Speed technologies in your phone explained
20th Apr 2011 | 09:00
From 4G-faker HSPA+ to dual-core, dual-channel silicon
This article is brought to you in association withLG Optimus 2X
Today's smartphones feature some of the most advanced technology on the planet and they're getting smarter and faster all the time.
We're watching a technology race unfold as handsets evolve from 3G/HSDPA to 4G/LTE and from single-core processors to multi-core chips.
Time to slice through the mobile phone jargon and acronyms with a TechRadar knife…
When Three rolled out the UK's first 3G/UMTS network in 2003, it offered a serious upgrade from sluggish GPRS/EDGE data connectivity. Admittedly, 3G got off to a forgettable start with phones like the god-awful NEC e606. But it's now a standard feature on most new handsets, enabling faster downloads, music streaming and video chat.
Eight years on and 3G is now where GPRS/EDGE was before it. Faster technologies like HSPA+, WiMAX and Long Term Evolution (LTE) are queuing up to replace it, promising another jump in downlink performance. But don't hold your breath. The 4G spectrum auction won't take place until 2012 in the UK, so these new services won't be launched until 2013 at the earliest.
While we twiddle our thumbs waiting for next-generation 4G phone networks, High-Speed Downlink Packet Access (HSDPA) provides a handy speed-boost. Often called 3.5G or 3G+, the technology improves UMTS downloads.
Existing HSDPA deployments support 1.8, 3.6, 7.2 and 14.4Mbps downlink speeds. But again, take these numbers with a pinch of salt. You'll rarely get anywhere near the theoretical top-speeds.
As its name suggests, High-Speed Uplink Packet Access lights a fire under conventional 3G upload speeds and rockets them from 384Kbps to 5.76Mbps. Unfortunately, it's not available everywhere. For example, while HSDPA coverage extends right across the UK, HSUPA isn't as widespread.
High Speed Packet Access is a next-gen mix of High Speed Downlink Packet Access (HSDPA) and High Speed Uplink Packet Access (HSUPA). It's a catch-all term that defines any network that uses both 3.5G technologies to boost network speeds to 14.4Mbps (downlink) and 5.76Mbps (uplink).
Evolved HSPA or HSPA+ is being badged as 4G in the US by T-Mobile and AT&T but, technically speaking, it's still a 3G standard. Support for HSPA+ is just starting to appear in next-gen phones like the Samsung Galaxy S II and the Motorola Atrix 4G.
Downlink speeds of up to 42Mbps can be achieved thanks to the same MIMO technologies that have revolutionised Wi-Fi. Future dual carrier or dual cell technologies will effective double this, hence the 4G tag.
Long Term Evolution is a true 4G network solution. Using TCP/IP protocols and OFDM (Orthoganal Frequency Division Multiplexing), downlink speeds in excess of 100Mbps should be possible. In a Nokia trial, LTE set a cellular data record of 173Mbps in 2008.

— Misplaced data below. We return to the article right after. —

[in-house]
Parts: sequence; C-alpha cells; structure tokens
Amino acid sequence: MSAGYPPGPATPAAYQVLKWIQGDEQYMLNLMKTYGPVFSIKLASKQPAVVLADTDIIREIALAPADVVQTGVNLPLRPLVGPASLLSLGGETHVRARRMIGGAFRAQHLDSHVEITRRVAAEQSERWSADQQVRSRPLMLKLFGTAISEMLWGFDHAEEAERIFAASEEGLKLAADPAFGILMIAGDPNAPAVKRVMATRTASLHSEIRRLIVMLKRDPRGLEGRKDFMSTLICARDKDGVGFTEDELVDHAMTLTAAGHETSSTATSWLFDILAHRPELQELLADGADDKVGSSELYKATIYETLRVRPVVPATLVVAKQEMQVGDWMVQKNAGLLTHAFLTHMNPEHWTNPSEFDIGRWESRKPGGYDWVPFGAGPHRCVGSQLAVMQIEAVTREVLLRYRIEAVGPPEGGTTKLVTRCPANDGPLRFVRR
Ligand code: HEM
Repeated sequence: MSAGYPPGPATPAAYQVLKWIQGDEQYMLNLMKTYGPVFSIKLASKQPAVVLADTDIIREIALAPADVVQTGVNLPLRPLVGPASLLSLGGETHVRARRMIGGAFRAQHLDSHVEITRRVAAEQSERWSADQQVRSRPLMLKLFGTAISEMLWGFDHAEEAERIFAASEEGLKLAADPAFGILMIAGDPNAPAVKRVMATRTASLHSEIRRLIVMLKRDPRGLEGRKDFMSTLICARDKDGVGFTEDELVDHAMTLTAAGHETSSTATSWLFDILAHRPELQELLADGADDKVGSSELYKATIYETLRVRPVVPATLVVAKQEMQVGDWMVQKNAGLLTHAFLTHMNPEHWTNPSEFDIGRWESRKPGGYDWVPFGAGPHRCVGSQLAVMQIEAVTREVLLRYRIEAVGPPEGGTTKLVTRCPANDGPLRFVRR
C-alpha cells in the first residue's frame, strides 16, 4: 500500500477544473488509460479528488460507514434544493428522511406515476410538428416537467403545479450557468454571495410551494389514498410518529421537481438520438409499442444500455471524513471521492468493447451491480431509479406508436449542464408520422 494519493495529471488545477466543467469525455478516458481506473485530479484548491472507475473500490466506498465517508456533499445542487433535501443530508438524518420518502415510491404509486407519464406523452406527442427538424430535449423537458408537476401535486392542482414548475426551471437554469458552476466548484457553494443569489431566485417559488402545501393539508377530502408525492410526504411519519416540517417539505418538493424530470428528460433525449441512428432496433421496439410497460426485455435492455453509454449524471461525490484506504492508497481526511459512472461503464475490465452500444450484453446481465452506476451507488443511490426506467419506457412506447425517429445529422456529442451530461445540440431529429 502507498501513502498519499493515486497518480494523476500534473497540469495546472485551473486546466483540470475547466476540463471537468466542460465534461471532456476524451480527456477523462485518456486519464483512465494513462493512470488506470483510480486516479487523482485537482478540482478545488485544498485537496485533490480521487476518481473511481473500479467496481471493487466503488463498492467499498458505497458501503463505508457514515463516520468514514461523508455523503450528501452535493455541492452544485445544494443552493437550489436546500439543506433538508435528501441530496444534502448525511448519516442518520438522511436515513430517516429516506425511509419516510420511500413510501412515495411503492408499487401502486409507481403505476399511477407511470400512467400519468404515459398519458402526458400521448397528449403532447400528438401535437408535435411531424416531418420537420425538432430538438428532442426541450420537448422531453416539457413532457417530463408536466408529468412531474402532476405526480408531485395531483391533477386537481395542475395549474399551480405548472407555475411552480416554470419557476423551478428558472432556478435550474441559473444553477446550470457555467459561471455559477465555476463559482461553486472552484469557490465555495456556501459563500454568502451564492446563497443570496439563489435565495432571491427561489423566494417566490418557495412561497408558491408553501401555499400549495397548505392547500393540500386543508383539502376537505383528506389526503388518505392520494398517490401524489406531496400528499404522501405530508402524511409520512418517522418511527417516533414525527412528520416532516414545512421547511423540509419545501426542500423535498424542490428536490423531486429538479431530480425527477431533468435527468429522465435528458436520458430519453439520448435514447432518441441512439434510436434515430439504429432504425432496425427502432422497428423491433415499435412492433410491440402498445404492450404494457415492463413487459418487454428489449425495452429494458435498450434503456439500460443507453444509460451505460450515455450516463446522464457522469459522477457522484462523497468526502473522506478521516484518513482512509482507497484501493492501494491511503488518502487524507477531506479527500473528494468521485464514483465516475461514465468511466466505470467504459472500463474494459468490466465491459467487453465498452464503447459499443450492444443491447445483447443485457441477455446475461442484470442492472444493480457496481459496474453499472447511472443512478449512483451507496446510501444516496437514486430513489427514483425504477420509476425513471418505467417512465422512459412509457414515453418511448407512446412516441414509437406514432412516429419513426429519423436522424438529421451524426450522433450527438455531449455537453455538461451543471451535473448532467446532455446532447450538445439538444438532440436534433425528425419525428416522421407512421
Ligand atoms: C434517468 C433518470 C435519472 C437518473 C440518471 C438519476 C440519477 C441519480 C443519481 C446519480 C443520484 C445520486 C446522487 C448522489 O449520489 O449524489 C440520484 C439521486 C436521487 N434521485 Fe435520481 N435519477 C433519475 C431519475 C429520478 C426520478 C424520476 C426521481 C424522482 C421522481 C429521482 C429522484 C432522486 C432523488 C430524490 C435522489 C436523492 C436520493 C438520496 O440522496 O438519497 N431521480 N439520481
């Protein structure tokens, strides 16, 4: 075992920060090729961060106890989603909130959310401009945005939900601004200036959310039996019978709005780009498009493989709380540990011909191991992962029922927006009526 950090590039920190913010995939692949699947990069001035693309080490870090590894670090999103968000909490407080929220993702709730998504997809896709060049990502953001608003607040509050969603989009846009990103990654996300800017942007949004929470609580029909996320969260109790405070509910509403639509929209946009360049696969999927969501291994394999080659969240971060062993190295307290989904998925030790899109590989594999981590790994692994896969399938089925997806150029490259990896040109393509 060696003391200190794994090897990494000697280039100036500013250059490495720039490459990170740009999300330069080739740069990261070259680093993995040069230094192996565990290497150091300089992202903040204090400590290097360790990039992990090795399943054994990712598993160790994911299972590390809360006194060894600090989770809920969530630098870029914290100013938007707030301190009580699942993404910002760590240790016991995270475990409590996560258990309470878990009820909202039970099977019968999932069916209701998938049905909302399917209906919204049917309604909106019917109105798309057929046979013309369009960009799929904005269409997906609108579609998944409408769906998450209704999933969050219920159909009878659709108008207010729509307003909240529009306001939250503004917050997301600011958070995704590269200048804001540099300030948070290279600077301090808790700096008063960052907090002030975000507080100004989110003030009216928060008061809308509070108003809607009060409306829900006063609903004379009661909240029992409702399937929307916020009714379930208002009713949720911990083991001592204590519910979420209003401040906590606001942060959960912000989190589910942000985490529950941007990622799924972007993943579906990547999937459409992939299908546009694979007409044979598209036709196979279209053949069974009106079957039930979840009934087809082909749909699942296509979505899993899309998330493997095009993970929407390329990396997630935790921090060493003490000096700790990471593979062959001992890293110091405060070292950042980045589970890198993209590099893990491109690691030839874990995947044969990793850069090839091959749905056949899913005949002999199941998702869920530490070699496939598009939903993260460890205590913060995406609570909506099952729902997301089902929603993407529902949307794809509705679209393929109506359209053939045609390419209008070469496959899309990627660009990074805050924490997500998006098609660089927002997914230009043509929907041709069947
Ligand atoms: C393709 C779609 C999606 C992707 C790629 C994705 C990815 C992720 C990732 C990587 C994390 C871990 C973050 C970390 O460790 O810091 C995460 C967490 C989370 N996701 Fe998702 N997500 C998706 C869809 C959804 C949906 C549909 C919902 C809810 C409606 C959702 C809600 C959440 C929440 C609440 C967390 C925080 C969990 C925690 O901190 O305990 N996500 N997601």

But hold your horses… Real-world tests on the Verizon network in the US suggest that LTE delivers an average downlink speed of between 8-10Mbps. Of course, that's still 3-4 times faster than 3G.
Based on the 802.16e wireless networking standard, WiMAX offers a 4G alternative to Long Term Evolution (LTE). The current version of the technology (802.16e) supports downlink speeds of up to 40Mbps, which compares well to HSPA+. The next version of WiMAX (802.16m) could boost this to a more impressive 1Gbps. Sprint has rolled out a WiMAX network in the US.
A CPU with two processing cores.
System on a chip. The process of integrating the CPU and GPU into a single processor die.
Look closely enough and you'll see the ARM A9 MPCore architecture everywhere: NVidia's Tegra platform; Apple's A5 (which appears in the iPad 2); Samsung's Exynos; and the OMAP4 chips designed by Texas Instruments. While current implementations use dual-core designs, the A9 specification can support up to 4 cores and speeds between 800MHz and 2GHz.
We got our first taste of a dual-core mobile phone in 2010 in the shape of LG's Optimus 2X. But the Nvidia Tegra 250 silicon inside it actually got its first outing a year earlier in the US-only release of the Zune HD.
Making both fly is a system-on-a-chip that blends a dual-core ARM Cortex A9 CPU with an Ultra Low Power (ULP) GeForce GPU. You'll now find NVidia's handiwork in everything from the Motorola Atrix to the Samsung Galaxy Tab 10.1.
Formerly known by its codename, Orion, you'll find the brand-spanking new Exynos processor inside the fantastic Samsung Galaxy S II. It pairs ARM's dual-core A9 CPU with ARM's Mali-400 GPU for some great performance. The name is a mish-mash of two Greek words – 'exypnos' (smart) and 'prasinos' (green). Hmm. We preferred the codename…
As the follow-up to the single-core A4 chip that powers the iPhone 4, the superior A5 uses ARM's 1GHz dual-core A9 silicon in partnership with a dual-corePowerVR SGX543MP2GPU. The A5 debuted in the iPad 2 and is expected to power the iPhone 5.
This next-gen Texas Instruments chip is less popular than its rivals, but you'll be able to spot it in the Blackberry PlayBook and the LG Optimus 3D. Like the other chips in this list, it puts its faith in ARM's dual-core A9 CPU and pairs it with a PowerVR SGX540 GPU. Crucially, it delivers a speed boost via its dual-channel LPDDR2 memory controller.
Think the ARM A9 designs we've mentioned here are fast? There's already a successor to the A9 called the A15 (codenamed 'Eagle'), which will feature 1-4 cores, hit clock speeds up to 2.5GHz and support up to 1TB of memory.
"It is expected that mobile configurations of the Cortex-A15 MPCore processor will deliver over five times the performance of today's advanced smartphones," claims ARM. In a word: 'wow'. Expect to see the first A15 silicon in TI's forthcoming OMAP5 processor and then everywhere else in 2012/2013.
Liked this? Then check out The 10 fastest computers in the world
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